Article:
Intravascular Ultrasound Imaging of Pulmonary Arteries: Limitations of Pulmonary IVUS
Despite the advantages of pulmonary IVUS imaging over other currently available techniques, there are limitations with this method that need to be overcome.
First, the proximal pulmonary arteries are large and often beyond the penetration of 12 to 30 MHz ultrasound frequencies: 5 to 20 mm depth penetration depending on the frequency used. Therefore, lower frequency catheters will be required to provide detailed evaluations of pulmonary vascular responses and wall abnormalities in these more proximal portions. Because these proximal pulmonary arteries are large, it is also difficult to maintain central catheter placement. Eccentric placement of the catheter may distort the measurements of vessel diameter, and methods to improve catheter stability in these larger vessels are needed. read
Second, although this technique is the only method of qualitatively determining the severity of vascular wall abnormalities, the ability to characterize the histologic components of the increased wall thickness has not been evaluated. Since the pulmonary arteries are elastic vessels, a three-ringed appearance is not usually seen. Thromboembolism has been described as “soft” echoes, but reflective differences between intimal hyperplasia and medial hypertrophy have not been described. Thus, it is too early to determine whether pulmonary IVUS can detect the components of pulmonary vessel wall disease.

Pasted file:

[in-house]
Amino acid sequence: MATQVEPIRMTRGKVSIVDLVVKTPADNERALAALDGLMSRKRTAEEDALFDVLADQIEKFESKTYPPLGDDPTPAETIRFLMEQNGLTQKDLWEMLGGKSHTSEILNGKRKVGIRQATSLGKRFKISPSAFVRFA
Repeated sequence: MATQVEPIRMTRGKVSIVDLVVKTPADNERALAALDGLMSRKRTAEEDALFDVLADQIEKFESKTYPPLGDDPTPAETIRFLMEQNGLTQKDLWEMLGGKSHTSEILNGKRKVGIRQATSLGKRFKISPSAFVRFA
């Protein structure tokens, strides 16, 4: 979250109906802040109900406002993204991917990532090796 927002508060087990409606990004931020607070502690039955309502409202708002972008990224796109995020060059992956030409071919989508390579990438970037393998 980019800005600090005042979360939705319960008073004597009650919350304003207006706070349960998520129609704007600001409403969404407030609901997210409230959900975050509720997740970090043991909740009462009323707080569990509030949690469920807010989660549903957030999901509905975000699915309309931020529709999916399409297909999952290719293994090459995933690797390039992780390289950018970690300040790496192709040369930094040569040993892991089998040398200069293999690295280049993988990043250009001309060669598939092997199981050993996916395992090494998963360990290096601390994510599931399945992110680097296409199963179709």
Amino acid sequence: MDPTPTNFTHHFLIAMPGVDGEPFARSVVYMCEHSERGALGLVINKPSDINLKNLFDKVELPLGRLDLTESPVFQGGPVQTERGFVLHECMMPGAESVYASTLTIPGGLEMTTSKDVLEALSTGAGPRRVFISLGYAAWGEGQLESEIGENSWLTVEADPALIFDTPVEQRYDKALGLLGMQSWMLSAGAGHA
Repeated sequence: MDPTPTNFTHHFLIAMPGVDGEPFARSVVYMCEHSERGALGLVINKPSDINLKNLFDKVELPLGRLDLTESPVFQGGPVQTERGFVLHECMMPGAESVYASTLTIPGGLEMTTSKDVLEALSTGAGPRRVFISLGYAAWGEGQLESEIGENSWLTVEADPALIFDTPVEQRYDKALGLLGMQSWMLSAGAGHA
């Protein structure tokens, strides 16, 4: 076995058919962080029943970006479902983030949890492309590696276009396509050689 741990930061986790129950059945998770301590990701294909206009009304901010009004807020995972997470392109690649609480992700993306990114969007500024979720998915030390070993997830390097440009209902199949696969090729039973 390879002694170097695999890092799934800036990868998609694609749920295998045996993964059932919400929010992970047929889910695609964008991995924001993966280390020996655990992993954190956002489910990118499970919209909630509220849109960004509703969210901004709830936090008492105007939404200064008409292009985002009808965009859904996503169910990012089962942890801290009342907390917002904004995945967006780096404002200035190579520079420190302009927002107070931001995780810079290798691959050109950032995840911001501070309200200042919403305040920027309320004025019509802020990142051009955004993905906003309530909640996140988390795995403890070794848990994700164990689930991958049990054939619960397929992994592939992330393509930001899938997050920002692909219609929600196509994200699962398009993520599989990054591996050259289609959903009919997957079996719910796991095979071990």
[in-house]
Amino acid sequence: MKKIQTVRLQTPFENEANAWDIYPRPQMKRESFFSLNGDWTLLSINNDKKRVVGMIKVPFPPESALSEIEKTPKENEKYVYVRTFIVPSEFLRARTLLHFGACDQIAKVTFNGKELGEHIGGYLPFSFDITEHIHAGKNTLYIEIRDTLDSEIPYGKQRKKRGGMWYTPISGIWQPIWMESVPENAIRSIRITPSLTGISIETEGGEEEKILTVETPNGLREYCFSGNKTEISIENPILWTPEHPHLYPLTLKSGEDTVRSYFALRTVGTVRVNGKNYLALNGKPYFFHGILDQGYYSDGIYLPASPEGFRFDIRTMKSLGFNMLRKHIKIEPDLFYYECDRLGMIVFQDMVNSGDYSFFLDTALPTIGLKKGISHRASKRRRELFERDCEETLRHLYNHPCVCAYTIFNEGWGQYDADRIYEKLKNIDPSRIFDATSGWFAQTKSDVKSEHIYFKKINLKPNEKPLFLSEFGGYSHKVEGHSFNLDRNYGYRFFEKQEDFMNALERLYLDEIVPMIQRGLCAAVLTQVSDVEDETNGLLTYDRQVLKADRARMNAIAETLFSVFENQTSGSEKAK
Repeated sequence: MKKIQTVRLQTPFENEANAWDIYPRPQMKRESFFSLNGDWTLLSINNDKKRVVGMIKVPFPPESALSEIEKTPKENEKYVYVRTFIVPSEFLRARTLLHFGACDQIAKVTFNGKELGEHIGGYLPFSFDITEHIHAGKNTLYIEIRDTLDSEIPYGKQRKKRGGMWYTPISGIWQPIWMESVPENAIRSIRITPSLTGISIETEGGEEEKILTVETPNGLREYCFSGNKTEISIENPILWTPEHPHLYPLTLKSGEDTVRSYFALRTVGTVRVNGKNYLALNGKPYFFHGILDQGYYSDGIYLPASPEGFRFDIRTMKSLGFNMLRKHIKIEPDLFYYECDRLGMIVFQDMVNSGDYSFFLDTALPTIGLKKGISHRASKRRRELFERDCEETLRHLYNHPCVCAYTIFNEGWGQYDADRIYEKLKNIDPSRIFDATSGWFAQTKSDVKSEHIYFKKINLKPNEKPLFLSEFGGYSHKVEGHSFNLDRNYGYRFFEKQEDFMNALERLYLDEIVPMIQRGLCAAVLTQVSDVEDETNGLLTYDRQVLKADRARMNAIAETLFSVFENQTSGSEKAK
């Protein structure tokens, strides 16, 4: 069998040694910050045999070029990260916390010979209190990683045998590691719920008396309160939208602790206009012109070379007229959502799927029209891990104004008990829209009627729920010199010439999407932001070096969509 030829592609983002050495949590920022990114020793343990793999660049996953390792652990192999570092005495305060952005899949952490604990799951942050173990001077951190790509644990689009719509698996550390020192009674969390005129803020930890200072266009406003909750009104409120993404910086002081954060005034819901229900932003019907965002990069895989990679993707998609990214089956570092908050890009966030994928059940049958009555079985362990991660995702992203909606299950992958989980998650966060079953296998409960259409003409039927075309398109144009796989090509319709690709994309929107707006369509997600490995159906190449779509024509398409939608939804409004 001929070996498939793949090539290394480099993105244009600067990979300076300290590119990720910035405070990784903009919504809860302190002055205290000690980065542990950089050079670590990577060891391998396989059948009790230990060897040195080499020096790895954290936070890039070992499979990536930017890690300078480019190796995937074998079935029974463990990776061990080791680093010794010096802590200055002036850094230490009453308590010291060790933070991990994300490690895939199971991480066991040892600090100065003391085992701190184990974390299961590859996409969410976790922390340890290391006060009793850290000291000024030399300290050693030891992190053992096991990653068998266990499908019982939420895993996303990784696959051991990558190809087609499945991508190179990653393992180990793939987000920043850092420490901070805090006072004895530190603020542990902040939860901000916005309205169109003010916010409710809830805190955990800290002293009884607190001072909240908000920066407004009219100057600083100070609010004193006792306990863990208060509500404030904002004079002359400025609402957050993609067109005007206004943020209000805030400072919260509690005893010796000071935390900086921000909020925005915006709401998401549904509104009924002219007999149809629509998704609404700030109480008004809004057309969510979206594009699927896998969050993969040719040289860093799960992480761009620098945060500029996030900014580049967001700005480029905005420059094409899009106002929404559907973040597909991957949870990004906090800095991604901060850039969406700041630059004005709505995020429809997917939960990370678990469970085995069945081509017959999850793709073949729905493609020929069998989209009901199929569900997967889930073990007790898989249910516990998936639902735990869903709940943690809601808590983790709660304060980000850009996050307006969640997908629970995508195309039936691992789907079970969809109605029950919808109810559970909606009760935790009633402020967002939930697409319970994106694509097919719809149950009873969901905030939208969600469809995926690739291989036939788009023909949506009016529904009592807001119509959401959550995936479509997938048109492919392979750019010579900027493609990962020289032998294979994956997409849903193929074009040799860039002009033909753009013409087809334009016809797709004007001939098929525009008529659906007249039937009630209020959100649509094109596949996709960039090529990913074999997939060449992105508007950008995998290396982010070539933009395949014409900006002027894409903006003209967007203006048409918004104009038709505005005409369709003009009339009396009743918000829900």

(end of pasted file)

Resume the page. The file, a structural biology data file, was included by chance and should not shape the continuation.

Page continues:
A third limitation with pulmonary IVUS is that it is an invasive technique. It does not, however, require radiographic contrast, and the time period for the subjective evaluation of proximal and distal pulmonary artery structure and function has been shown to take only minutes to perform. Finally, the cost vs benefit ratio of performing pulmonary IVUS is unclear. Currently, it should still be regarded as an investigational tool. Larger studies assessing the additional clinical value obtained from pulmonary IVUS compared with conventional imaging techniques in pulmonary vascular diseases are necessary to determine its cost effectiveness.
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